You may have heard the term daylight saving time for several times already. But did you really know what it means? First, it's called 'saving time' and not 'savings' as what everyone so often mistakenly says.
REUTERS Richard Doerner, a museum specialist for the U.S. Senate, restarts the historic Ohio Clock outside the Senate floor at the U.S. Capitol in Washington, October 17, 2013. The clock had stopped during the sixteen-day government shutdown, when the staff members who wind it were furloughed as non-essential staff. REUTERS/Jonathan Ernst
This year, the daylight saving ends Nov. 3. Before that happens, we present to you a good set of fast facts about it.
It is often believed that the Daylight Saving Time (DST) causes some effect on people's health. Some of these effects include being restless during nighttime, especially those who are considered as owls. This was according to a 2008 study made by Finnish researchers.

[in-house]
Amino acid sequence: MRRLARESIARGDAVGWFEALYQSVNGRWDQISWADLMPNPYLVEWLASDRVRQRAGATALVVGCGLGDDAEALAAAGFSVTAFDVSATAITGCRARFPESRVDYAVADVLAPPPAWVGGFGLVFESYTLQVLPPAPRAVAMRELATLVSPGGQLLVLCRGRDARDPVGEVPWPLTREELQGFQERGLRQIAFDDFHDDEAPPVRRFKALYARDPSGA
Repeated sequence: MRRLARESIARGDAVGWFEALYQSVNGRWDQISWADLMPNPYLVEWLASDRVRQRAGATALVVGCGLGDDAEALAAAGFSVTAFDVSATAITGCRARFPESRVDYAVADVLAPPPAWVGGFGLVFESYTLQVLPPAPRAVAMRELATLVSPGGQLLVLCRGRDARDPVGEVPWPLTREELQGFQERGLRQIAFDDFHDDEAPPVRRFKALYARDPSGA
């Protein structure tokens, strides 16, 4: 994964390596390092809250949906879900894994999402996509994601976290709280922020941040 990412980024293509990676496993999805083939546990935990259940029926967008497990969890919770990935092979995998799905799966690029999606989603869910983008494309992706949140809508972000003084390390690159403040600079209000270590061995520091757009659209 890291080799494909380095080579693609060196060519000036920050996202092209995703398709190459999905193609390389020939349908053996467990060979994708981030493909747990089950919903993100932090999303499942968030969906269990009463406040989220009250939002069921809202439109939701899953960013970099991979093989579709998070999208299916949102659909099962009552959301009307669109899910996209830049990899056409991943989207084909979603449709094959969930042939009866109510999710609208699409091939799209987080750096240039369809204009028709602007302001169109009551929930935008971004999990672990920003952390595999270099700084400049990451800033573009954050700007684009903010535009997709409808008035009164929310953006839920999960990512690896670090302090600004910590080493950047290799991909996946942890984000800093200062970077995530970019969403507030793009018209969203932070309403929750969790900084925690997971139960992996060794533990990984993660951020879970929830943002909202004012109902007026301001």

During DST, it was observed by another study that people tend to driver safer leading to a decreased number of car accidents. This means that if DST will be observed for the entire year, then there will certainly be fewer deaths caused by vehicular accidents. This goes the same for the crime rates according to the U.S. Law Enforcement Assistant Administration.
He is the very first American to initiate the daylight saving time. It was in 1784 when he realized that many burned too many candles during the nighttime but hit the bed even after dawn during the summer season which led to the waste of morning sunlight.
Rise In Heart Attacks
It has been observed that there is a rise in heart attack cases during the DST. A 2008 study was published according to U.S. News Health that when people tend to lose even just an hour of sleep, they become more prone to suffering from a heart attack.
Not All Countries Observe DST
A good reason for this is that some countries find it confusing, especially for those who travel from other parts of the world or even get in the way of various business matters. In fact, even in the U.S., there are two states and four U.S. territories that do not observe it.
Richard Doerner, a museum specialist for the U.S. Senate, restarts the historic Ohio Clock outside the Senate floor at the U.S. Capitol in Washington, October 17, 2013. The clock had stopped during the sixteen-day government shutdown, when the staff members who wind it were furloughed as non-essential staff. REUTERS/Jonathan Ernst